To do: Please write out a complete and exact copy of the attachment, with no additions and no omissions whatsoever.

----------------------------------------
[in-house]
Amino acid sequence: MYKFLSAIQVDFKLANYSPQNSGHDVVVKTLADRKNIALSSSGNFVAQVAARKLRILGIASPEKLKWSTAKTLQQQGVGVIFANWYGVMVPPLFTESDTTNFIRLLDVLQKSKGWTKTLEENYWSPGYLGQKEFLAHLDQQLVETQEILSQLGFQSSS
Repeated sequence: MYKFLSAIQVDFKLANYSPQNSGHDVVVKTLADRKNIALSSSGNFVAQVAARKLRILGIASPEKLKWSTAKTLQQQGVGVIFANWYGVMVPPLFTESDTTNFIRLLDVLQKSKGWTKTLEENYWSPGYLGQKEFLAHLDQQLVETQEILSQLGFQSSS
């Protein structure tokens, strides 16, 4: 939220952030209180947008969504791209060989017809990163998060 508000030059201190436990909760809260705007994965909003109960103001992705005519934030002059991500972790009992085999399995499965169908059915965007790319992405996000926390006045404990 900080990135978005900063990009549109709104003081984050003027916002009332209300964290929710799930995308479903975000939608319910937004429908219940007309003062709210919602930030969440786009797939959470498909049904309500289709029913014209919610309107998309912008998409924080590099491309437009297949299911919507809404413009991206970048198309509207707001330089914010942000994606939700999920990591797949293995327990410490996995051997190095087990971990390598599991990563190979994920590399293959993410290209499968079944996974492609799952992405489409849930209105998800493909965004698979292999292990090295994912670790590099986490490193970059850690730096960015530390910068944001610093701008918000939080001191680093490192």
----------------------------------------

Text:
[in-house]
Amino acid sequence: MYKFLSAIQVDFKLANYSPQNSGHDVVVKTLADRKNIALSSSGNFVAQVAARKLRILGIASPEKLKWSTAKTLQQQGVGVIFANWYGVMVPPLFTESDTTNFIRLLDVLQKSKGWTKTLEENYWSPGYLGQKEFLAHLDQQLVETQEILSQLGFQSSS
Repeated sequence: MYKFLSAIQVDFKLANYSPQNSGHDVVVKTLADRKNIALSSSGNFVAQVAARKLRILGIASPEKLKWSTAKTLQQQGVGVIFANWYGVMVPPLFTESDTTNFIRLLDVLQKSKGWTKTLEENYWSPGYLGQKEFLAHLDQQLVETQEILSQLGFQSSS
């Protein structure tokens, strides 16, 4: 939220952030209180947008969504791209060989017809990163998060 508000030059201190436990909760809260705007994965909003109960103001992705005519934030002059991500972790009992085999399995499965169908059915965007790319992405996000926390006045404990 900080990135978005900063990009549109709104003081984050003027916002009332209300964290929710799930995308479903975000939608319910937004429908219940007309003062709210919602930030969440786009797939959470498909049904309500289709029913014209919610309107998309912008998409924080590099491309437009297949299911919507809404413009991206970048198309509207707001330089914010942000994606939700999920990591797949293995327990410490996995051997190095087990971990390598599991990563190979994920590399293959993410290209499968079944996974492609799952992405489409849930209105998800493909965004698979292999292990090295994912670790590099986490490193970059850690730096960015530390910068944001610093701008918000939080001191680093490192």